In this study, we exploited the availability of a panel of CSCs and, in some cases, of autologous FBS tumor cells isolated from GBM patients to characterize their immune profile and to explore the possibility of targeting CSCs by raising specific T cell–mediated immune responses. Our results show that GBM-derived CSCs expressed MHC class I molecules, although at lower level than FBS tumor cells (Supplementary Fig. S2
; ). These molecules were significantly upregulated by IFN-α or IFN-γ treatment; the increase of MHC class I being higher in FBS tumor cells than in their CSC pairs. Conversely, lack or the negligible expression of MHC class II molecules was found for both CSCs and FBS tumor cells that could not be restored, except for one CSC line (070104), by IFNs (Supplementary Fig. S2
; ). In addition, CSCs and FBS tumor cells lacked or expressed low level of NKG2DLs, and only in few cases, these ligands could be upmodulated by treatment with IFN-α (Supplementary Fig. S2
). Furthermore, defective expression of an array of APM molecules, except for γ, Calreticulin, and LMP2/7, was commonly found in both CSC and FBS tumor cells, and the IFN treatment could modulate the expression of some but not other molecules (e.g., LMP10, TAP1, MB1, ERp75, and Tapasin). These results are in line with the previously reported defective expression of MHC and APM molecules in a variety of human tumors (25
), indicating that low efficiency in antigen processing and presentation occur also in GBM and, interestingly, in CSC isolated from this tumor type.
Hitherto, these results confirm the low immunogenicity of both GBM-derived CSCs and FBS tumor cells, which may render them resistant to the T cell–mediated immune reactions. Nevertheless, incubation of these cells with IFNs or the demethylating agent 5-Aza-2′-deoxycytidine can partially restore the expression of MHC, APM, and NKG2DLs, although to a higher level in FBS tumor cells than in CSCs, thus suggesting, as shown in a large number of melanoma cell lines (43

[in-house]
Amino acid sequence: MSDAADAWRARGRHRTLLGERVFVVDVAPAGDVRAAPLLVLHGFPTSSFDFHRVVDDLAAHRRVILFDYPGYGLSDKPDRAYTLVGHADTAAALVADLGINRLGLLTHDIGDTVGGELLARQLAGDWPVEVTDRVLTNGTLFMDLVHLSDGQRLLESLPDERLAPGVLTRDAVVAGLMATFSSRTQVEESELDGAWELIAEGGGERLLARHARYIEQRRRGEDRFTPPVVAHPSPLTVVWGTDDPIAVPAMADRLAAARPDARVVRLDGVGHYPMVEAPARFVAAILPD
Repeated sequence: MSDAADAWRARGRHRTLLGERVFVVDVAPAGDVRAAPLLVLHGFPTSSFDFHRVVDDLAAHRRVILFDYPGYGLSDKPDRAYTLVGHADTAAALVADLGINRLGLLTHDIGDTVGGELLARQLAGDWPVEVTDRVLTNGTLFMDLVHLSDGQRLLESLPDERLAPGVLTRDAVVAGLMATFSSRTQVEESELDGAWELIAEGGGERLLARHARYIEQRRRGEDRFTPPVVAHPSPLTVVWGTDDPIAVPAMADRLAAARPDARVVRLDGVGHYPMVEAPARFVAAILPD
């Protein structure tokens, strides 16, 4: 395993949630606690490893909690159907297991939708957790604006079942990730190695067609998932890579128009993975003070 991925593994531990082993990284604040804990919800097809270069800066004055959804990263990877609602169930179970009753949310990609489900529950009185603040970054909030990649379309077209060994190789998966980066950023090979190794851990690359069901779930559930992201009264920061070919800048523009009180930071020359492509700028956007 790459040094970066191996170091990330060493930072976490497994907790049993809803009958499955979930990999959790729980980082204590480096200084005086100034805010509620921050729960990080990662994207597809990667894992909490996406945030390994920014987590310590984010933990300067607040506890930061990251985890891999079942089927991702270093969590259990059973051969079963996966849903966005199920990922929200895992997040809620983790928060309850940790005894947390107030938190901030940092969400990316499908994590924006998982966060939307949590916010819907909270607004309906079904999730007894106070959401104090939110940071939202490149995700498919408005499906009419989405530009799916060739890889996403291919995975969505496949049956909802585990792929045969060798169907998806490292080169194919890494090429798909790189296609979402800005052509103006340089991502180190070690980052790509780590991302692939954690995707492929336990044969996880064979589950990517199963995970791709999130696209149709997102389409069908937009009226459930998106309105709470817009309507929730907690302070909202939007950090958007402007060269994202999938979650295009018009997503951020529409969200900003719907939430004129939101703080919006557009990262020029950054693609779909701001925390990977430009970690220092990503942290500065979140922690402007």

), that different mechanisms can affect alterations in antigen processing and presentation by GBM CSCs and FBS tumor cells. These results are in line with previous observations showing that GBM CSC, isolated on the basis of the expression of CD133 molecule, as well as CD133−
cells, failed to express detectable level of MHC class I and natural killer (NK) cell activatory ligands, leading to resistance by these cells to NK-mediated lysis and showing that IFN-γ treatment of these cells could increase their susceptibility to NK cell activity (44
). Notably, we found no or weak in vivo
expression of MHC, APM, and NKG2DLs by GBM tissues, thus confirming the results obtained for GBM cell lines and indicating that these cell lines are indeed representative of the original neoplastic lesions.
Furthermore, among the 469 genes that resulted, by the gene profile analysis, differentially expressed in GBM CSCs versus FBS tumor cells, the downmodulation of some immunologic-related genes, such as proteasome components (proteasome maturation protein and the proteasome activator subunit 1) IFN-γ and IFN-γR1, correlate with our observations that the defective expression of MHC and APM molecules can be more pronounced in GBM CSCs. Moreover, reduced 26S proteasome activity has been found as a general feature of CSCs isolated from GBM and breast cancer (45
Interestingly, IL-6 and IL-8 were also found downmodulated in CSCs versus FBS tumor lines, correlating with the results obtained at protein level (Supplementary Fig. S6
One key finding from our study is that T-cell responses, both CD4+
– and CD8+
–mediated, against GBM could be raised in one GBM patient by stimulating in vitro
PBMCs with autologous CSCs pretreated with IFN-γ (). In addition, CD8+
T cell–mediated cytotoxic activity, evaluated by CD107 mobilization and Granzyme B secretion, against autologous CSCs could be elicited, although the TAA recognized by these T cells still need to be defined. Of note, this anti-CSC T cell–mediated activity correlated with the expression of MHC class II molecules by IFN-treated CSCs (). Notably, it was recently shown that CMV-specific CTLs could exert cytotoxic activity, showing consistent results with both CD107a and 51
Cr-release assays, against CSC-like cells isolated from GBM (46
). However, most TH2-mediated (detected by IL-5 release) responses against both CSCs and FBS tumor cells could be found in additional three GBM patients, and these CD4+
T cells were more efficient in recognizing FBS tumor cell than CSC (). Of note, an expansion and recruitment of CD4+